Tuesday, September 01, 2009

Bucking the Bishops Over Health Care

I must say that I was truly sickened by the USCCB letter to Congress on the so-called "health care reform" legislation that is currently being entertained. Read the letter here.

While the letter makes the appropriate nods to the "sanctity of life", the authors are obviously completely ignorant of the damage giving THE GOVERNMENT universal control over anything, especially matters of life and death, will bring.

But that's not why I'm sickened. What sickens me is that the USCCB, in this letter, is abdicating the Church's Gospel appointment to care for the sick to the government.

In the letter, the author, reminds Congress that the "Health Care is a critical component of the Catholic Church's ministry."

Well then, get on with it. Stop trying to make nice with the Romans and just do what the Church has always done (until lately). Health care has always been the business of the Church, not the State.

Thomas E. Woods, Jr., in his book, How the Catholic Church Built Western Civilization reminds us in quoting medical historian Fielding Garrison, that "before the birth of Christ 'the spirit toward sickness and misfortune was not one of compassion, and the credit of ministering to human suffering on an extended scale belongs to Christianity.'"

The first large scale public hospital was started in Rome by a Christian woman named Fabiola as an act of penance. By the end of the 4th Century, care for the sick was institutionalized by the Church in almost every major city. In the Middle Ages the sick began to find assistance at Franciscan monasteries. Etc.

The very word "hospital" has come to us through the works of the Knights of Saint John, otherwise known as the "Hospitallers", and later known as the Knights of Malta. The "Hospitallers" were so called because of their establishment of a "hospice" in Jerusalem around 1080. The hospice was established to provide a refuge for the poor and safety for pilgrims. Around 1120, under Raymond du Puy, the hospice began to emphasize its service to the sick.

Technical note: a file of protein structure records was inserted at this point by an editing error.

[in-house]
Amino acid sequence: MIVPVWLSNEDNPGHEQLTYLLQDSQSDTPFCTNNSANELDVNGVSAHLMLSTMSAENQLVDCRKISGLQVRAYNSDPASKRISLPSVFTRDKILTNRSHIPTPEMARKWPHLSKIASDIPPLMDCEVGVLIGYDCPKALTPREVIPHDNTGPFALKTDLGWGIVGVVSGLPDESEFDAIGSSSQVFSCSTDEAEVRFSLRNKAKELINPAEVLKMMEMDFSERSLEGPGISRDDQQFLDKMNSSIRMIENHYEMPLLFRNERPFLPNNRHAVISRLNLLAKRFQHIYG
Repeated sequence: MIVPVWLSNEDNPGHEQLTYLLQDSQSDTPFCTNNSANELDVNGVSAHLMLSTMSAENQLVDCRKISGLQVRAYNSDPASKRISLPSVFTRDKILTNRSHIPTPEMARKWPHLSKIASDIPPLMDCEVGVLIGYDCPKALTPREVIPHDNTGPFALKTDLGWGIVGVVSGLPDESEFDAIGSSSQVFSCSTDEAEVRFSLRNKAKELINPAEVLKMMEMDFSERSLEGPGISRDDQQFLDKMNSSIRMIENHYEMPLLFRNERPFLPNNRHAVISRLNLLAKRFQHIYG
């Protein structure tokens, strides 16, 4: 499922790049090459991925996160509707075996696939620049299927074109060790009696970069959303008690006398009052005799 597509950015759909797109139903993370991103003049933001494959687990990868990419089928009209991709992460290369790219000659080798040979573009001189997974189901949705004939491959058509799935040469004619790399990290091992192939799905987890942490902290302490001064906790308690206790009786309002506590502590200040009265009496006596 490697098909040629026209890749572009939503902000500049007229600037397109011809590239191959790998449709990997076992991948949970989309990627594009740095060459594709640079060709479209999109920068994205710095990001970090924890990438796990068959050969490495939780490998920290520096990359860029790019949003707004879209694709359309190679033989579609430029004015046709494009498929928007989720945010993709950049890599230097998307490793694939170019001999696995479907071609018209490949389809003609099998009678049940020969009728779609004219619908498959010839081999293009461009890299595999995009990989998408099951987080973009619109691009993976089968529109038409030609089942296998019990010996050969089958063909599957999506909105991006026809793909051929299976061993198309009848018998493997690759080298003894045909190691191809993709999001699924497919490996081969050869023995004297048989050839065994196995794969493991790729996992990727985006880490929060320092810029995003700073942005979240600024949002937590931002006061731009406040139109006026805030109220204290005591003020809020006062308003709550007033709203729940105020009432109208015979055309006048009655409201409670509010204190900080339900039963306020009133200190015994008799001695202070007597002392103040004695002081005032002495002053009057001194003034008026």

In any event, the good Raymond and others like him, did not spend time petitioning the government to provide health care. It was simply a Gospel imperative, and they did it. The state, recognizing the contribution of the Church over time, began to see the wisdom of supporting the Church in this work.

However, now, the Church, at least in the U.S., has become just one more snout in the government trough. Most Catholic health care and aid institutions are simply middle agencies for the distribution of federal dollars. Our moral high ground is reduced to letters to Congress begging to be heard.

The only remedy is the application of the Gospel not only in spite of, but in direct opposition to THE GOVERNMENT, the new Rome, where euthanasia, infanticide, and abortion were everyday realities (see link).

Screw the 501c3 crap. If we gave half as much attention to the advancement of the Gospel as we do to preserving our "tax-exempt" status, we might have turned this country around long ago.

There will be hell to pay.

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